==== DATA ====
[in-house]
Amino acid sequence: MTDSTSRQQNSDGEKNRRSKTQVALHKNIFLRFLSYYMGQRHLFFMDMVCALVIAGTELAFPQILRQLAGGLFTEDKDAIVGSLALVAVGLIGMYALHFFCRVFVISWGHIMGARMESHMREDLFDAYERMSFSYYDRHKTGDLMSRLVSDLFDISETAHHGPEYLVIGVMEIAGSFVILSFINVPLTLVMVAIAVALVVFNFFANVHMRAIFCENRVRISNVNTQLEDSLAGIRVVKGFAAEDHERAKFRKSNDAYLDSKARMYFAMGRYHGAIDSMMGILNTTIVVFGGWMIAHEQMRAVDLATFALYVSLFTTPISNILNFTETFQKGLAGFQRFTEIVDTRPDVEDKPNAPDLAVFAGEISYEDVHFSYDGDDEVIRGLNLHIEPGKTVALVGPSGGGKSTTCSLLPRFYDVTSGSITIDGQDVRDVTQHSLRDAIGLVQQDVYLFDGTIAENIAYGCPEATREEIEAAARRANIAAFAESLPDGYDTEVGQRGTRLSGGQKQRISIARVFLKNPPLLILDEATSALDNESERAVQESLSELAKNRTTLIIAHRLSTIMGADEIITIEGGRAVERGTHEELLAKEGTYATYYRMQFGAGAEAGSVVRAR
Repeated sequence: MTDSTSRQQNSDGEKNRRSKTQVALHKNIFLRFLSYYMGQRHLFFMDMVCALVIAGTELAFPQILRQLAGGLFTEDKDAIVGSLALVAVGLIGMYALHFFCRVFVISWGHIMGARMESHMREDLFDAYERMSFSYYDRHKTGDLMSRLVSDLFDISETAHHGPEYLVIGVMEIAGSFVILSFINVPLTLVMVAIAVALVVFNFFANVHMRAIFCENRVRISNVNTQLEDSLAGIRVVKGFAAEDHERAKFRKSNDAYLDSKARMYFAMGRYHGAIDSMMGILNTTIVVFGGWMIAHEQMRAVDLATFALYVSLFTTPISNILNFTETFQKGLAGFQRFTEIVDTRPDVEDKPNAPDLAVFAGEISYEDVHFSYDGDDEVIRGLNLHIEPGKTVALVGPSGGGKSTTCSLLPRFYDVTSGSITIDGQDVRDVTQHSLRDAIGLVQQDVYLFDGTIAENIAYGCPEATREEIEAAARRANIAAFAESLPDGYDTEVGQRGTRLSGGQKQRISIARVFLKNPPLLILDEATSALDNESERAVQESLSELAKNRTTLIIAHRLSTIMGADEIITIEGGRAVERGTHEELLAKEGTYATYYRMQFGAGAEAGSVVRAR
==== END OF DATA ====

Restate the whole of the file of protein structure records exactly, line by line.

[in-house]
Amino acid sequence: MTDSTSRQQNSDGEKNRRSKTQVALHKNIFLRFLSYYMGQRHLFFMDMVCALVIAGTELAFPQILRQLAGGLFTEDKDAIVGSLALVAVGLIGMYALHFFCRVFVISWGHIMGARMESHMREDLFDAYERMSFSYYDRHKTGDLMSRLVSDLFDISETAHHGPEYLVIGVMEIAGSFVILSFINVPLTLVMVAIAVALVVFNFFANVHMRAIFCENRVRISNVNTQLEDSLAGIRVVKGFAAEDHERAKFRKSNDAYLDSKARMYFAMGRYHGAIDSMMGILNTTIVVFGGWMIAHEQMRAVDLATFALYVSLFTTPISNILNFTETFQKGLAGFQRFTEIVDTRPDVEDKPNAPDLAVFAGEISYEDVHFSYDGDDEVIRGLNLHIEPGKTVALVGPSGGGKSTTCSLLPRFYDVTSGSITIDGQDVRDVTQHSLRDAIGLVQQDVYLFDGTIAENIAYGCPEATREEIEAAARRANIAAFAESLPDGYDTEVGQRGTRLSGGQKQRISIARVFLKNPPLLILDEATSALDNESERAVQESLSELAKNRTTLIIAHRLSTIMGADEIITIEGGRAVERGTHEELLAKEGTYATYYRMQFGAGAEAGSVVRAR
Repeated sequence: MTDSTSRQQNSDGEKNRRSKTQVALHKNIFLRFLSYYMGQRHLFFMDMVCALVIAGTELAFPQILRQLAGGLFTEDKDAIVGSLALVAVGLIGMYALHFFCRVFVISWGHIMGARMESHMREDLFDAYERMSFSYYDRHKTGDLMSRLVSDLFDISETAHHGPEYLVIGVMEIAGSFVILSFINVPLTLVMVAIAVALVVFNFFANVHMRAIFCENRVRISNVNTQLEDSLAGIRVVKGFAAEDHERAKFRKSNDAYLDSKARMYFAMGRYHGAIDSMMGILNTTIVVFGGWMIAHEQMRAVDLATFALYVSLFTTPISNILNFTETFQKGLAGFQRFTEIVDTRPDVEDKPNAPDLAVFAGEISYEDVHFSYDGDDEVIRGLNLHIEPGKTVALVGPSGGGKSTTCSLLPRFYDVTSGSITIDGQDVRDVTQHSLRDAIGLVQQDVYLFDGTIAENIAYGCPEATREEIEAAARRANIAAFAESLPDGYDTEVGQRGTRLSGGQKQRISIARVFLKNPPLLILDEATSALDNESERAVQESLSELAKNRTTLIIAHRLSTIMGADEIITIEGGRAVERGTHEELLAKEGTYATYYRMQFGAGAEAGSVVRAR